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Wednesday, September 3, 2014
News
‘Double Track’ to ease pressure on lines
LIRR President Helena Williams talks with the Herald editorial board
By Alexandra Spychalsky, Jeff Bessen, John Maher and John O’Connell
Mary Malloy/Herald
Helena Williams, LIRR president.

Helena Williams has fought many battles and spearheaded several major initiatives during her five-year tenure as president of the Long Island Rail Road, the country’s largest commuter railroad. From the modernizing overhaul of the Atlantic Avenue Terminal in Brooklyn to the complicated relationship with Amtrak, which owns the tunnels the LIRR uses, from plans to spruce up the cramped and poorly signed Penn Station to dealing with community opposition to the Third Track project through Floral Park — now on indefinite hold — Williams has coped with and mostly prevailed over the enormous challenges of managing the country’s largest commuter railroad.


Her latest project, dubbed Double Track, aims to alleviate the sclerotic path of trains between Farmingdale and Ronkonkoma. To improve service and reliability on the Ronkonkoma Branch, the plan is to add another track alongside the single 18-mile track that now connects Ronkonkoma to Farmingdale. Now, one track fire, one stalled train, one signal failure, one obstacle, a disruption of any kind on that single track and there can be no movement east or west for the 44,700 commuters that use the line every weekday. Passengers on trains or waiting on platforms who are headed to or from Ronkonkoma, including Hicksville, Bethpage, Pinelawn, Deer Park and Brentwood, go nowhere. Everything stops.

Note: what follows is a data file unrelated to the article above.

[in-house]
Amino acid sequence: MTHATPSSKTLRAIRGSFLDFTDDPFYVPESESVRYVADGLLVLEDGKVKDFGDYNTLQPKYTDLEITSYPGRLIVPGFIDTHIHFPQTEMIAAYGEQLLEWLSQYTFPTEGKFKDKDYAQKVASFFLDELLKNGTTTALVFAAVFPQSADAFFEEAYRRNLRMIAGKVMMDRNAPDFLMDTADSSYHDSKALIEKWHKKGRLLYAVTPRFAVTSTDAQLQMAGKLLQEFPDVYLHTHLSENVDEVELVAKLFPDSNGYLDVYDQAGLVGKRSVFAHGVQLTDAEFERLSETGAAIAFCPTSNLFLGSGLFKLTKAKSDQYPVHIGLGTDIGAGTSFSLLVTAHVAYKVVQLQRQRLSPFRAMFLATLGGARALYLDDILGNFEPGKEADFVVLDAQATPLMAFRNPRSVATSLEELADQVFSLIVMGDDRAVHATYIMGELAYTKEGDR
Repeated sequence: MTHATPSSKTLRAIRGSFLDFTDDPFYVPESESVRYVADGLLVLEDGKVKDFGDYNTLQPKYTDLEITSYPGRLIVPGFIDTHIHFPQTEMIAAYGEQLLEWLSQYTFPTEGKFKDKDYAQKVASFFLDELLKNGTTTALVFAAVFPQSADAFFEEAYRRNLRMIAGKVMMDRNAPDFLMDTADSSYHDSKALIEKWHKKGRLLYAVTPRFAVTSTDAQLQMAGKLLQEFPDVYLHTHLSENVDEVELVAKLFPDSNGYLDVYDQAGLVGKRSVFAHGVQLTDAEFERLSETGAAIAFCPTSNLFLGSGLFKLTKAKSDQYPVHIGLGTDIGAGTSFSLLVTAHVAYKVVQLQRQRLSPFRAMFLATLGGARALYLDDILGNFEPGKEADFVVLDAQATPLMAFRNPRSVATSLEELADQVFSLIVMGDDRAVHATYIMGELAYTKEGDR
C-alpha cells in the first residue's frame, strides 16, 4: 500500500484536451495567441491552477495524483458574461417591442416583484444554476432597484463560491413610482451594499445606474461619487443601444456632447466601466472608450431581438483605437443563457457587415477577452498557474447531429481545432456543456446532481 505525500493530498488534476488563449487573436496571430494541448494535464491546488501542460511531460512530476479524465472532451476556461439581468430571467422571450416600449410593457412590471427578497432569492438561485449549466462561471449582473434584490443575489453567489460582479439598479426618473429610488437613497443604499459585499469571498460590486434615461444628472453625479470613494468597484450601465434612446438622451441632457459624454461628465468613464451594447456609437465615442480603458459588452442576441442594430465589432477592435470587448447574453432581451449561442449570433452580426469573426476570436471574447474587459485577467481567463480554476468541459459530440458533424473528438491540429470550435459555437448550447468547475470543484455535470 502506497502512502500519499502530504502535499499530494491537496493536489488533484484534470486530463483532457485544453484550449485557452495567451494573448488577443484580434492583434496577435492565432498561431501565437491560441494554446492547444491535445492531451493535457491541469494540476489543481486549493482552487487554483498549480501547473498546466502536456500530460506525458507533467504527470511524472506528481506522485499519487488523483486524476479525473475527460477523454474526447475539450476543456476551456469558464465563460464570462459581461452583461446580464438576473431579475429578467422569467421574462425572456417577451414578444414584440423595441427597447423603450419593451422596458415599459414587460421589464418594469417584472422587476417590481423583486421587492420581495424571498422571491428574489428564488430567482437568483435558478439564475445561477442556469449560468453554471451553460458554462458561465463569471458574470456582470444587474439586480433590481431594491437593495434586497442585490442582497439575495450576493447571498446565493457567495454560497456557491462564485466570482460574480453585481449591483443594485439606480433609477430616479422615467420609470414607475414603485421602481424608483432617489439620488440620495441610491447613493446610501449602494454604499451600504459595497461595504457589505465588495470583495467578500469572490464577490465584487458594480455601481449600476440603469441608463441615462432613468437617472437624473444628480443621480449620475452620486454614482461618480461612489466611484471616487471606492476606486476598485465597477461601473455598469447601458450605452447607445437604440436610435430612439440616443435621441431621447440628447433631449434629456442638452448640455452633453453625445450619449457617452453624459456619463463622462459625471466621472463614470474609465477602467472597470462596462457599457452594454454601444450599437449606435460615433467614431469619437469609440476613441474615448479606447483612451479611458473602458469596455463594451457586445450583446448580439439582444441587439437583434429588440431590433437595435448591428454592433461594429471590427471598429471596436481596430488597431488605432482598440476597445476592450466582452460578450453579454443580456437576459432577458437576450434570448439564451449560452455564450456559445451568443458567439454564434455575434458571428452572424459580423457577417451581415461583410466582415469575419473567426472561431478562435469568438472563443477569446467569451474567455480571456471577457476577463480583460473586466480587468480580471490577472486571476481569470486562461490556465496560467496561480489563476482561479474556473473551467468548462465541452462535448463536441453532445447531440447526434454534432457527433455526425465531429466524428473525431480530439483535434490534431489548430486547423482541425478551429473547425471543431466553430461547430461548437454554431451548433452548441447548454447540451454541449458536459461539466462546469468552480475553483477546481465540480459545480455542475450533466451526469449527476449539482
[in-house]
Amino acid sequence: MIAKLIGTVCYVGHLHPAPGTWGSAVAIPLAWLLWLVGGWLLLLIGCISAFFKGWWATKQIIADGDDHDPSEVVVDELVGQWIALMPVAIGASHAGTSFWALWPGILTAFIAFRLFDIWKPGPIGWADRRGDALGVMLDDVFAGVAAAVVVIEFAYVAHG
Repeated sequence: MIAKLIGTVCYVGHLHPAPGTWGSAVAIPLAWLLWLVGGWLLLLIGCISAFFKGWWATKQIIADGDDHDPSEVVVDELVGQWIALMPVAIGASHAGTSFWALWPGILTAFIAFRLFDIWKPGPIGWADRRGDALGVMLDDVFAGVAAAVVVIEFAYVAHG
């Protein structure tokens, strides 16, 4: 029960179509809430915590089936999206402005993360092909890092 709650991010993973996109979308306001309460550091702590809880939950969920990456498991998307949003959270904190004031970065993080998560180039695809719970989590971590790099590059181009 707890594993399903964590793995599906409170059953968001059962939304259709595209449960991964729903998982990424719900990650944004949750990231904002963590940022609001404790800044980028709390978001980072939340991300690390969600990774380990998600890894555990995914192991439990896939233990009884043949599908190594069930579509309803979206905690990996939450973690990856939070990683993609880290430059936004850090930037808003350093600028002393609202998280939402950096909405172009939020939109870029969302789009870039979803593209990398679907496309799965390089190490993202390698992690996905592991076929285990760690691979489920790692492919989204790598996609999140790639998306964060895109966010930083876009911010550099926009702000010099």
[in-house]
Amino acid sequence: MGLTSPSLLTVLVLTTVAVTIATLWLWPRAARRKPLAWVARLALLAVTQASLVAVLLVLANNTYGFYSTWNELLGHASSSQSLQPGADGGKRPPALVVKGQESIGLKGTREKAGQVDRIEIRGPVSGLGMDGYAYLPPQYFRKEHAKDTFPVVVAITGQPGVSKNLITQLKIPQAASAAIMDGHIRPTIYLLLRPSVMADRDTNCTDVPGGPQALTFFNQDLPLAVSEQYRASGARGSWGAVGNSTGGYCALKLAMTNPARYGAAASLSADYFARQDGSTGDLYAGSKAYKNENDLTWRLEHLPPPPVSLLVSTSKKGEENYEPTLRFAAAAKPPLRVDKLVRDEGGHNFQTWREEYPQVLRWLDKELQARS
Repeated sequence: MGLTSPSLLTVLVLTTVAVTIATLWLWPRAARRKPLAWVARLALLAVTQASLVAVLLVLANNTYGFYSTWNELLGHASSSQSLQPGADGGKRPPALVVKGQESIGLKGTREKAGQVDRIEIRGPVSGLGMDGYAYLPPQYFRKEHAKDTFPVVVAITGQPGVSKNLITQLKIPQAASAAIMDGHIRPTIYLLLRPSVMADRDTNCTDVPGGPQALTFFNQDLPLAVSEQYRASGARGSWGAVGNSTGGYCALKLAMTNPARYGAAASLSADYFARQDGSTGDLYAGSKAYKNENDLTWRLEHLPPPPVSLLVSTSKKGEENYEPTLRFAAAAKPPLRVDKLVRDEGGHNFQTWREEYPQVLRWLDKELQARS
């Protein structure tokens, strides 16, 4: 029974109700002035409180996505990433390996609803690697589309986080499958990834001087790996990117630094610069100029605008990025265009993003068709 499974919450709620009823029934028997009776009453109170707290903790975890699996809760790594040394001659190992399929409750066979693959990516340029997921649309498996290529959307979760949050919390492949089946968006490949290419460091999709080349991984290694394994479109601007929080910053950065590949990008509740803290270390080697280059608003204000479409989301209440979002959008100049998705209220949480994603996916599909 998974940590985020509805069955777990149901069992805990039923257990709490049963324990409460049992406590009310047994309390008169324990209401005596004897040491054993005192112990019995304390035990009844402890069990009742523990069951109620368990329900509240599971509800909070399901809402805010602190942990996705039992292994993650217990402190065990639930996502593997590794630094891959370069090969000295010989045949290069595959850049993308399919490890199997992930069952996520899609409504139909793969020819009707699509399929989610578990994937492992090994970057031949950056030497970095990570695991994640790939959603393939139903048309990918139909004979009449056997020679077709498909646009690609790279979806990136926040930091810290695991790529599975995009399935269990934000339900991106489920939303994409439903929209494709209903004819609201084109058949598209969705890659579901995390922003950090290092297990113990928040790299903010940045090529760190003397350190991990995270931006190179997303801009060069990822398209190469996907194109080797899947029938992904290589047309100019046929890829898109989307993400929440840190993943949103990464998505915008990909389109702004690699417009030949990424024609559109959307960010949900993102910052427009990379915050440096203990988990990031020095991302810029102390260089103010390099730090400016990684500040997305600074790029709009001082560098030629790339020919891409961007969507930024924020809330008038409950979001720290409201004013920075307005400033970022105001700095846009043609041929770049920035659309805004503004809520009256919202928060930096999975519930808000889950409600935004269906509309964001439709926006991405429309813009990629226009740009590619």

And service is then impacted on other branches as tie-ups eventually entangle the rest of the system in Jamaica and Mineola, affecting service even in Nassau.
The solution is the Double Track between Farmingdale and Ronkonkoma to “add capacity,” as the railroaders say.


“The Double Track project will increase service reliability on one of the busiest corridors of the LIRR,” Williams has said. And no additional property is required. It will be built all within the existing LIRR right of way. “Two tracks are better than one,” she said.
Adding the second track will “improve service, create jobs and stimulate economic activity along this critical stretch of the LIRR” said Gov. Andrew Cuomo.

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